Observations + key levels
Figure 9. Short-term (60-minute chart, looking to coming days)-
- There is still time to retrace 50% of the latest down wave, which corresponds with the top of the marabuzo candle of last week.
- We reversed off the lows fairly convincingly with a bullish and golfing candle and continuation pattern where range has continued higher at each subsequent session.
- We still have time to retrace 50% of the move as mentioned, and from here, we would be looking to the $26.30 region at the top of the cloud and then past $26.50 as the cloud top by the end of this week. Above $26.70 has completely retaken the previous high.
Figure 10. Medium-term (daily chart, looking to the coming weeks)-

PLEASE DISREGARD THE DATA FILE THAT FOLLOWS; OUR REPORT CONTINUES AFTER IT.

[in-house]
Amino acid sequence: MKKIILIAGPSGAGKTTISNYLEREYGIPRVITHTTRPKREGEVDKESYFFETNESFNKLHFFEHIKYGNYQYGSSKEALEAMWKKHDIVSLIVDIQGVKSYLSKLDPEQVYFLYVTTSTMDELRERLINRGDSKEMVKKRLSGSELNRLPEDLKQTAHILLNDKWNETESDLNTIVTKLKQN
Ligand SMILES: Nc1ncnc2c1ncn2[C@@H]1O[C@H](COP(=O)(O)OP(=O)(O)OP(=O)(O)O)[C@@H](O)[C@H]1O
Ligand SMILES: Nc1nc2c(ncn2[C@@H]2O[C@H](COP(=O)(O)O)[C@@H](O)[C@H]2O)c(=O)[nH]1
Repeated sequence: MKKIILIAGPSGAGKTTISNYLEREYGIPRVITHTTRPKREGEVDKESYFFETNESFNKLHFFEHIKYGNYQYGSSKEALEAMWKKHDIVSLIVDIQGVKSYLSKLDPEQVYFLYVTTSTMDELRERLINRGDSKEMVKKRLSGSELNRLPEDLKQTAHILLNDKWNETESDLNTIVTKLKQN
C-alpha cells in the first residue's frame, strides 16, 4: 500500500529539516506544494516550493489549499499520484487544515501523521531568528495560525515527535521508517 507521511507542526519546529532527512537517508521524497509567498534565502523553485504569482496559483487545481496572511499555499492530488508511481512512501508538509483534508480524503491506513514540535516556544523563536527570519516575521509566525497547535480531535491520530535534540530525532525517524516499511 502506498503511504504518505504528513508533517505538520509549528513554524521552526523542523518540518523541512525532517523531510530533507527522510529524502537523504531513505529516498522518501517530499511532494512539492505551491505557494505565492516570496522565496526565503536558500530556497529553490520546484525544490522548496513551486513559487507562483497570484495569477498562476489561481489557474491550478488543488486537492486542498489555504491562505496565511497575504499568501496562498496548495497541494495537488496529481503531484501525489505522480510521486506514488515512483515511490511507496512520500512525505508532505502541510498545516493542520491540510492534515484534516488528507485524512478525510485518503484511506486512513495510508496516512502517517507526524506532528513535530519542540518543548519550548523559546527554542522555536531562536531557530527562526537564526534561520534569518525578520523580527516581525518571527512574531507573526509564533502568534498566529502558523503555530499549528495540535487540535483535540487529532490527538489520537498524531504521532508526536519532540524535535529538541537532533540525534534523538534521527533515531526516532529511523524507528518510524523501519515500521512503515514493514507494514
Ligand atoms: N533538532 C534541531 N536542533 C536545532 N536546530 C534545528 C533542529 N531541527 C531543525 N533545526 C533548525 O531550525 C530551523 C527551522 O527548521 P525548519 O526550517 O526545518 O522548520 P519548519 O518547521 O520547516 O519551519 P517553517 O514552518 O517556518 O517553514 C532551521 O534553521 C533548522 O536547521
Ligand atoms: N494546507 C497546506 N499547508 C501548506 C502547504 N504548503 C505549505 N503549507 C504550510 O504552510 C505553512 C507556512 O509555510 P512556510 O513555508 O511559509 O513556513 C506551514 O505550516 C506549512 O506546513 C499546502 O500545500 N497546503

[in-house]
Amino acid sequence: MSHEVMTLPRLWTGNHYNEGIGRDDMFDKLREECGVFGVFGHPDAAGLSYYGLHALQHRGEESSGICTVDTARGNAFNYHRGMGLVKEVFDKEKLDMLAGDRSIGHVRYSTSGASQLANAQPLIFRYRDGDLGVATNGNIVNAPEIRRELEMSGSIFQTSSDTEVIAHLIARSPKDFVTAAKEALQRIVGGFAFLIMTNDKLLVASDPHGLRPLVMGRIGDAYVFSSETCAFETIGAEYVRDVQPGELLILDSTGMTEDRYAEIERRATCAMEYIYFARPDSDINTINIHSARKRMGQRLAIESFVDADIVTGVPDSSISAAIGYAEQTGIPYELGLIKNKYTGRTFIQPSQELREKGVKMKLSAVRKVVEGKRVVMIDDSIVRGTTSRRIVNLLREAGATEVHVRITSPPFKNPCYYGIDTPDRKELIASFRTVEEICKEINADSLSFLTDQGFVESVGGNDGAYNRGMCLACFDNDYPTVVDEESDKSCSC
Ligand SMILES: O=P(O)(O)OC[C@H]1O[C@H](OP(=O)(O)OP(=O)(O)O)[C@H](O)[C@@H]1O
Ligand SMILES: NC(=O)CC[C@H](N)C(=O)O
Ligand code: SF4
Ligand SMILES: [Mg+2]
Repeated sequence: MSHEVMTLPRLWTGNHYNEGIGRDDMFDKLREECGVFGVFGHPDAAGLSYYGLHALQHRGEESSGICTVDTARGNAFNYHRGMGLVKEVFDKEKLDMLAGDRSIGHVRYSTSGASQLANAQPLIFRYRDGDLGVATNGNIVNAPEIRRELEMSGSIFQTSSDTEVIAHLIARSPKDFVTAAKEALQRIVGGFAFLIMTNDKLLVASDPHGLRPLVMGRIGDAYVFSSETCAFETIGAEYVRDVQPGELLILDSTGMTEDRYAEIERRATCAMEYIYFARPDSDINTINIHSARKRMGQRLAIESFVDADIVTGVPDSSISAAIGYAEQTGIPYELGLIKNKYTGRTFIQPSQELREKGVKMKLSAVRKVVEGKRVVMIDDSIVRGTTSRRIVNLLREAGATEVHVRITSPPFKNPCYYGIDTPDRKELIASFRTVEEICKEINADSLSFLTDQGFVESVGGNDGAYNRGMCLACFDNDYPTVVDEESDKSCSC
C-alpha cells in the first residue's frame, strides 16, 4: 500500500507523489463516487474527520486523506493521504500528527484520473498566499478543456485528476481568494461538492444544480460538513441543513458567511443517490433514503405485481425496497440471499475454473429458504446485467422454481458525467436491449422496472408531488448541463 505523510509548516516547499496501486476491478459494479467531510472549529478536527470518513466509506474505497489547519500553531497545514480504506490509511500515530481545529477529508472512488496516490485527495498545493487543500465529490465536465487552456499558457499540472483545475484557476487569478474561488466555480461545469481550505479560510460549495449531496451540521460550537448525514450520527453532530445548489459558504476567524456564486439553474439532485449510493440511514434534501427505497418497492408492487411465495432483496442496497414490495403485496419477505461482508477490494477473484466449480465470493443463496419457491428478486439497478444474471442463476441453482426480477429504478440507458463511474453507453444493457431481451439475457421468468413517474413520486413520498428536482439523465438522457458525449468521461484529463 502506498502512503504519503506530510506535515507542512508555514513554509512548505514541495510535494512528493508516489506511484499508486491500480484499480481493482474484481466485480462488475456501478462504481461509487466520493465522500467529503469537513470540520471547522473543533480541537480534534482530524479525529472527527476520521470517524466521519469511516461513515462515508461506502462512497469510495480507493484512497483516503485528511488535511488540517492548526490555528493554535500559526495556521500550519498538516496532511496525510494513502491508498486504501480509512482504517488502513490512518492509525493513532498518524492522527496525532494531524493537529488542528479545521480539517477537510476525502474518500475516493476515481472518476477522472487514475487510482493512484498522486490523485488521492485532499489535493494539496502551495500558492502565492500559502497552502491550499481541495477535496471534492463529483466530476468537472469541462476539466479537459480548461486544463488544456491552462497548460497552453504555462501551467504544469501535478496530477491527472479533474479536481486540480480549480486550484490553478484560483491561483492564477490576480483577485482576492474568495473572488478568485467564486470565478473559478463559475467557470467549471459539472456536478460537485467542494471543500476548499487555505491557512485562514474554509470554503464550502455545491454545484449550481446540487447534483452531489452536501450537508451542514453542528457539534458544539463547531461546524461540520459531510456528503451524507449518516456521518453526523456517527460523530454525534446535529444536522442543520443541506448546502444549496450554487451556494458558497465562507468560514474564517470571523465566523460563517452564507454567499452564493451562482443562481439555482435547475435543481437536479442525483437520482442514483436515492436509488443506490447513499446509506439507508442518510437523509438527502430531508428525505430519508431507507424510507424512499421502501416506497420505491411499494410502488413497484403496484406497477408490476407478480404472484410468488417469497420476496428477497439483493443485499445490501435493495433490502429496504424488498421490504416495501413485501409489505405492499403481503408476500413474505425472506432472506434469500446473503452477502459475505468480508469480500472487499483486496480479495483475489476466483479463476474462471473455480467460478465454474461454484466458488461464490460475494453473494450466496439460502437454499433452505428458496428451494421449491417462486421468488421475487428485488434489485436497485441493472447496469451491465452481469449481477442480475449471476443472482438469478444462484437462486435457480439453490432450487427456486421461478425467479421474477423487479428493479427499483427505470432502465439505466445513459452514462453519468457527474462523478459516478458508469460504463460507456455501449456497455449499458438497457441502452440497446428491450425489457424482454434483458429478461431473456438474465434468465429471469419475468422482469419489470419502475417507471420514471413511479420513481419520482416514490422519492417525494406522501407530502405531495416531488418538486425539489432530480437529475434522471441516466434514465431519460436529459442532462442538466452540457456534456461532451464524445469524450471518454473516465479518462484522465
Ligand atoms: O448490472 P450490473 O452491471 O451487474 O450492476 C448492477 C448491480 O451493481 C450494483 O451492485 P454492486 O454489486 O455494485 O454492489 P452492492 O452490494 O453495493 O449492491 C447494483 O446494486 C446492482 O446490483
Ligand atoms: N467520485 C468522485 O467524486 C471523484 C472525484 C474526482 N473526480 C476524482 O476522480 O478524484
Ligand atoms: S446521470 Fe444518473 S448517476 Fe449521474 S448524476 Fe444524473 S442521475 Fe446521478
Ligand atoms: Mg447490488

Observations + key levels
- Less convincing on the daily chart, with the gap higher in November retaken following the bearish engulfing candle and new marabuzo line last week.
- Move came from the fundamental catalyst and was seen in the hammer and subsequent 2 green candles to confirm the reversal end of last month.
- With the attempted breakout to new highs last week, selling volume was immense and above the three-week average. Last time we saw this in October RSPH sold off sharply.
- Key levels to watch are the $27s to $28s. Above $27.20 by December would have us testing the cloud. I am neutral based on this chart.
Figure 11. Long-term (weekly chart, looking to coming months)-
Observations + key levels
- We remain within the long-term downtrend despite the attempted reversal over the last two weeks. This started in August when broad equity markets began to roll over.